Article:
Skip to comments.Astronomy Picture of the Day 01-20-04
Posted on 01/20/2004 12:16:30 AM PST by petuniasevan
Discover the cosmos! Each day a different image or photograph of our fascinating universe is featured, along with a brief explanation written by a professional astronomer.
2004 January 20
Explanation: How could such a long string of galaxies form so early in the universe? Several new measurements of galaxies and clusters in the early universe are reporting structures involving galaxies and clusters that are larger than expected with the new standard "dark-energy" cosmology. The controversy centers on the inability of a dark-energy dominated universe to create such large structures. Fans of the old standard cosmology -- without weird but pervasive dark energy -- are hoping that these new measurements rule out the newly popular strange universe. Previously, however, data taken from several independent sources over the past few years has only appeared to bolster the bold new universe paradigm. A compromise is still possible if the new data is not typical or if the comparison computer simulations are not properly biased. Pictured above is a computer-generated illustration of a universe that shows a string of galaxies of the size measured. The size of the superimposed box is about 300 million light years on a side.
MONDAY, JANUARY 19, 2004
Here is the latest dispatch from Mission Control:
NASA's Spirit rover has successfully driven to its first target on Mars, a football-sized rock that scientists have dubbed Adirondack.
The Mars Exploration Rover flight team at NASA's Jet Propulsion Laboratory, Pasadena, Calif., plans to send commands to Spirit early Tuesday to examine Adirondack with a microscope and two instruments that reveal the composition of rocks, said JPL's Dr. Mark Adler, Spirit mission manager.
The instruments are the Mossbauer spectrometer and the alpha particle X-ray spectrometer.
Spirit successfully rolled off the lander and onto the martian surface last Thursday. To make the drive to Adirondack, the rover turned 40 degrees in short arcs totaling 95 centimeters (3.1 feet). It then turned in place to face the target rock and drove four short moves straightforward totaling 1.9 meters (6.2 feet). The moves covered a span of 30 minutes on Sunday, though most of that was sitting still and taking pictures between moves. The total amount of time when Spirit was actually moving was about two minutes.
"These are the sorts of baby steps we're taking," said JPL's Dr. Eddie Tunstel, rover mobility engineer.
"The drive was designed for two purposes, one of which was to get to the rock," Tunstel said. "From the mobility engineers' standpoint, this drive was geared to testing out how we do drives on this new surface." Gathering new information such as how much the wheels slip in the martian soil will give the team confidence for more ambitious drives in future weeks and months.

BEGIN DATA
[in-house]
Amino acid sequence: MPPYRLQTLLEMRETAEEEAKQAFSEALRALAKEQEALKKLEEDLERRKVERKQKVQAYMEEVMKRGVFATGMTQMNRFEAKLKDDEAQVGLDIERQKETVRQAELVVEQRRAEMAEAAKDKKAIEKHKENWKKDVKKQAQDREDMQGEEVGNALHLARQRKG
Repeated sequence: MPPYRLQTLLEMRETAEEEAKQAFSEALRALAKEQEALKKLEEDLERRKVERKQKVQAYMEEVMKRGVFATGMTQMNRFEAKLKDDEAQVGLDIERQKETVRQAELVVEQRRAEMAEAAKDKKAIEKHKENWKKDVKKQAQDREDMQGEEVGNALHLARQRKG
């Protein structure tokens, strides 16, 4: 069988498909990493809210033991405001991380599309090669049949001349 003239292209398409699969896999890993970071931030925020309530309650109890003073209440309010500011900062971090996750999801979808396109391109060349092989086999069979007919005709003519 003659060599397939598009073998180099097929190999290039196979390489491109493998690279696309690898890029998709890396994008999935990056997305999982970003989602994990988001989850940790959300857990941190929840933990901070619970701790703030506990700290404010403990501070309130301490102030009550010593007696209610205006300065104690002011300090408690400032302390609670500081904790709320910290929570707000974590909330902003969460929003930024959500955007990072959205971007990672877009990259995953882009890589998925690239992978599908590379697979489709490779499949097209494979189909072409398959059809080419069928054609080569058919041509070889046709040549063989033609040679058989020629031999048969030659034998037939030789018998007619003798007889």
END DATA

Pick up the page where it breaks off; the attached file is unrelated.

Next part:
"Adirondack is now about one foot (30 centimeters) in front of the front wheels," he said.
Scientists chose Adirondack to be Spirit's first target rock rather than another rock, called Sashimi, that would have been a shorter, straight-ahead drive. Rocks are time capsules containing evidence of the environmental conditions of the past, said Dr. Dave Des Marais, a rover science-team member from NASA Ames Research Center, Moffett Field, Calif. "We needed to decide which of these time capsules to open."
Sashimi appears dustier than Adirondack. The dust layer could obscure good observations of the rock's surface, which may give information about chemical changes and other weathering from environmental conditions affecting the rock since its surface was fresh. Also, Sashimi is more pitted than Adirondack. That makes it a poorer candidate for the rover's rock abrasion tool, which scrapes away a rock's surface for a view of the interior evidence about environmental conditions when the rock first formed. Adirondack has a "nice, flat surface" well suited to trying out the rover's tools on their first martian rock, Des Marais said.
"The hypothesis is that this is a volcanic rock, but we'll test that hypothesis," he said.
Spirit arrived at Mars Jan. 3 (EST and PST; Jan. 4 Universal Time) after a seven-month journey. In coming weeks and months, according to plans, it will be exploring for clues in rocks and soil to decipher whether the past environment in Gusev Crater was ever watery and possibly suitable to sustain life.
Spirit's twin Mars Exploration Rover, Opportunity, will reach Mars on Jan. 25 (EST and Universal Time; 9:05 p.m., Jan. 24, PST) to begin a similar examination of a site on the opposite side of the planet from Gusev Crater.
1810 GMT (1:10 p.m. EST)
Over the weekend, Spirit used its Mossbauer Spectrometer and Alpha Particle X-Ray Spectrometer instruments to study the soil in front of the rover. Results will be announced by scientists tomorrow.
The rover then made a short drive to a pyramid-shaped rock. Two other rocks in front of the lander base -- dubbed "Sushi" and "Sashimi" -- were passed up by scientists.
From the initial bright flash of the detonation, we see a drop in the brightness of the explosion. Bomb debris has fanned out and lights up.
Soon, the star like debris is overcome by the heating of the hydrogen and the blast becomes an ever brightening fireball.
Perhaps a glimpse into the creation of the Universe?